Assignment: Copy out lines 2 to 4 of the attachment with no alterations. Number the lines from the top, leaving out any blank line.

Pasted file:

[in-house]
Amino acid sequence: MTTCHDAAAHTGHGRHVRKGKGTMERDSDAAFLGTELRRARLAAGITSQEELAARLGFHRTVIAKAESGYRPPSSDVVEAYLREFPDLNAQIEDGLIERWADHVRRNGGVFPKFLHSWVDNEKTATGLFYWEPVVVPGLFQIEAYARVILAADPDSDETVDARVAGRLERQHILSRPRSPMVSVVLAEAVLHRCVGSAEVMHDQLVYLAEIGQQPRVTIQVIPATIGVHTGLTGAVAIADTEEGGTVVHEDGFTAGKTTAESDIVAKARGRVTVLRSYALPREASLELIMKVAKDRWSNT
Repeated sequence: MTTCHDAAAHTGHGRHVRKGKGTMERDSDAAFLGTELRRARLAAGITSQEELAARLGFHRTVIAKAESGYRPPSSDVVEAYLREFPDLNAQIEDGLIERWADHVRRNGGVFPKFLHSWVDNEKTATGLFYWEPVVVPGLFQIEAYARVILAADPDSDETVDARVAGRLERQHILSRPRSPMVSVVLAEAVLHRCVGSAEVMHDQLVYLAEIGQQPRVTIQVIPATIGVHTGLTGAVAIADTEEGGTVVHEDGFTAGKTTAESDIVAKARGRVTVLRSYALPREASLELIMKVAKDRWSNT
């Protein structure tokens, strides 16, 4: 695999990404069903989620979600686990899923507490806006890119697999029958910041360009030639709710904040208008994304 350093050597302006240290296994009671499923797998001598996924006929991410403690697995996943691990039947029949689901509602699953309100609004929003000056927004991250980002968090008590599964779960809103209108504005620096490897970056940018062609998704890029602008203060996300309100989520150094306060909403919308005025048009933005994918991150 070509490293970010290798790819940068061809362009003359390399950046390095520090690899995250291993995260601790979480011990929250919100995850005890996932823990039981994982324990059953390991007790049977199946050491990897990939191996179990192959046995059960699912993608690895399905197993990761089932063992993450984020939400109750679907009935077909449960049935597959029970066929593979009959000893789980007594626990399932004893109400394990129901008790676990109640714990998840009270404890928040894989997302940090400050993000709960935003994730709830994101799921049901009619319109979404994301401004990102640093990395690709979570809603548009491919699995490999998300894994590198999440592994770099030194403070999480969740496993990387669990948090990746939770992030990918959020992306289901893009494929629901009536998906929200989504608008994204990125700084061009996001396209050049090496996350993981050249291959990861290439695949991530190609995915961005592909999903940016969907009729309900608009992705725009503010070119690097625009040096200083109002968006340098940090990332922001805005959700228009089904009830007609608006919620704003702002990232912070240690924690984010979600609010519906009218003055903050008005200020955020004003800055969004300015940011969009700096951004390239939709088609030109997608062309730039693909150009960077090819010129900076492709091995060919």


Amino acid sequence: MTTCHDAAAHTGHGRHVRKGKGTMERDSDAAFLGTELRRARLAAGITSQEELAARLGFHRTVIAKAESGYRPPSSDVVEAYLREFPDLNAQIEDGLIERWADHVRRNGGVFPKFLHSWVDNEKTATGLFYWEPVVVPGLFQIEAYARVILAADPDSDETVDARVAGRLERQHILSRPRSPMVSVVLAEAVLHRCVGSAEVMHDQLVYLAEIGQQPRVTIQVIPATIGVHTGLTGAVAIADTEEGGTVVHEDGFTAGKTTAESDIVAKARGRVTVLRSYALPREASLELIMKVAKDRWSNT
Repeated sequence: MTTCHDAAAHTGHGRHVRKGKGTMERDSDAAFLGTELRRARLAAGITSQEELAARLGFHRTVIAKAESGYRPPSSDVVEAYLREFPDLNAQIEDGLIERWADHVRRNGGVFPKFLHSWVDNEKTATGLFYWEPVVVPGLFQIEAYARVILAADPDSDETVDARVAGRLERQHILSRPRSPMVSVVLAEAVLHRCVGSAEVMHDQLVYLAEIGQQPRVTIQVIPATIGVHTGLTGAVAIADTEEGGTVVHEDGFTAGKTTAESDIVAKARGRVTVLRSYALPREASLELIMKVAKDRWSNT
């Protein structure tokens, strides 16, 4: 695999990404069903989620979600686990899923507490806006890119697999029958910041360009030639709710904040208008994304 350093050597302006240290296994009671499923797998001598996924006929991410403690697995996943691990039947029949689901509602699953309100609004929003000056927004991250980002968090008590599964779960809103209108504005620096490897970056940018062609998704890029602008203060996300309100989520150094306060909403919308005025048009933005994918991150 070509490293970010290798790819940068061809362009003359390399950046390095520090690899995250291993995260601790979480011990929250919100995850005890996932823990039981994982324990059953390991007790049977199946050491990897990939191996179990192959046995059960699912993608690895399905197993990761089932063992993450984020939400109750679907009935077909449960049935597959029970066929593979009959000893789980007594626990399932004893109400394990129901008790676990109640714990998840009270404890928040894989997302940090400050993000709960935003994730709830994101799921049901009619319109979404994301401004990102640093990395690709979570809603548009491919699995490999998300894994590198999440592994770099030194403070999480969740496993990387669990948090990746939770992030990918959020992306289901893009494929629901009536998906929200989504608008994204990125700084061009996001396209050049090496996350993981050249291959990861290439695949991530190609995915961005592909999903940016969907009729309900608009992705725009503010070119690097625009040096200083109002968006340098940090990332922001805005959700228009089904009830007609608006919620704003702002990232912070240690924690984010979600609010519906009218003055903050008005200020955020004003800055969004300015940011969009700096951004390239939709088609030109997608062309730039693909150009960077090819010129900076492709091995060919």